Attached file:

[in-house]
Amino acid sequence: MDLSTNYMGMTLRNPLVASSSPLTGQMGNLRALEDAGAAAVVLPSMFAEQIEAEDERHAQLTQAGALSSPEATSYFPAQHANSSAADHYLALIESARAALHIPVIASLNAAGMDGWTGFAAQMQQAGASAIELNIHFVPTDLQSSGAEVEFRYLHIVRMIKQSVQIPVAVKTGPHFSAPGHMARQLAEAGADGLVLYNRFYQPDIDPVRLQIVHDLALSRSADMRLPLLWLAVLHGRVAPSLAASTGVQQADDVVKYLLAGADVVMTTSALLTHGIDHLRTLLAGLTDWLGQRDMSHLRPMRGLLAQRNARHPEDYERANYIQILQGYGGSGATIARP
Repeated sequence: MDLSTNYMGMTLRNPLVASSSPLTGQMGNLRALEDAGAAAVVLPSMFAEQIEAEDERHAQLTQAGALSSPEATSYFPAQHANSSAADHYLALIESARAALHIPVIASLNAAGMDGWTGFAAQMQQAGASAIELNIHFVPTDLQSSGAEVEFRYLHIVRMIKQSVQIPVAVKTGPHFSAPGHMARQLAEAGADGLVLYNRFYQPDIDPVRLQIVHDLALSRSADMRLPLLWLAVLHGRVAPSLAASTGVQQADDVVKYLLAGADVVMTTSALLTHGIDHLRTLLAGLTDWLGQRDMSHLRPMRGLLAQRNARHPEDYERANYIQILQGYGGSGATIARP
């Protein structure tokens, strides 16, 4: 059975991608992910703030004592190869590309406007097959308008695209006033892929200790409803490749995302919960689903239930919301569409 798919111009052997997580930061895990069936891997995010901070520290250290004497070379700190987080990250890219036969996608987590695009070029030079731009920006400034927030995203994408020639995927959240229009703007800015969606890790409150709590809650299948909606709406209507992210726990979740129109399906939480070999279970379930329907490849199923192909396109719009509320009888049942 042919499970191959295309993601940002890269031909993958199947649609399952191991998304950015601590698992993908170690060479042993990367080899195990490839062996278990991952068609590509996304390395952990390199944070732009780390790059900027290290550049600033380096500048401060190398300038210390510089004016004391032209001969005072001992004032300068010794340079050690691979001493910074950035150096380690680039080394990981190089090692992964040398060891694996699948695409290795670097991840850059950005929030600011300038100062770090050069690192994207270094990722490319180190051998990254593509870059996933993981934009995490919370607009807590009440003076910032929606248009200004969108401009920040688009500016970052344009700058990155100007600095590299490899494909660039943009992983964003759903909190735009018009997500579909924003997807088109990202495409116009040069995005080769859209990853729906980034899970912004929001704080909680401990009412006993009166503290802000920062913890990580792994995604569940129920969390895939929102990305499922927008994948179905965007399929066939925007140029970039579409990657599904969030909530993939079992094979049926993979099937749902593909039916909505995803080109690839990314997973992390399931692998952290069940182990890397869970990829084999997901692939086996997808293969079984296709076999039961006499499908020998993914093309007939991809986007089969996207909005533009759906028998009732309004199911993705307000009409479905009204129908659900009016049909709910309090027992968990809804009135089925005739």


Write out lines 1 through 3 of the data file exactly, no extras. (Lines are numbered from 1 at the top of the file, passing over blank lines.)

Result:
[in-house]
Amino acid sequence: MDLSTNYMGMTLRNPLVASSSPLTGQMGNLRALEDAGAAAVVLPSMFAEQIEAEDERHAQLTQAGALSSPEATSYFPAQHANSSAADHYLALIESARAALHIPVIASLNAAGMDGWTGFAAQMQQAGASAIELNIHFVPTDLQSSGAEVEFRYLHIVRMIKQSVQIPVAVKTGPHFSAPGHMARQLAEAGADGLVLYNRFYQPDIDPVRLQIVHDLALSRSADMRLPLLWLAVLHGRVAPSLAASTGVQQADDVVKYLLAGADVVMTTSALLTHGIDHLRTLLAGLTDWLGQRDMSHLRPMRGLLAQRNARHPEDYERANYIQILQGYGGSGATIARP
Repeated sequence: MDLSTNYMGMTLRNPLVASSSPLTGQMGNLRALEDAGAAAVVLPSMFAEQIEAEDERHAQLTQAGALSSPEATSYFPAQHANSSAADHYLALIESARAALHIPVIASLNAAGMDGWTGFAAQMQQAGASAIELNIHFVPTDLQSSGAEVEFRYLHIVRMIKQSVQIPVAVKTGPHFSAPGHMARQLAEAGADGLVLYNRFYQPDIDPVRLQIVHDLALSRSADMRLPLLWLAVLHGRVAPSLAASTGVQQADDVVKYLLAGADVVMTTSALLTHGIDHLRTLLAGLTDWLGQRDMSHLRPMRGLLAQRNARHPEDYERANYIQILQGYGGSGATIARP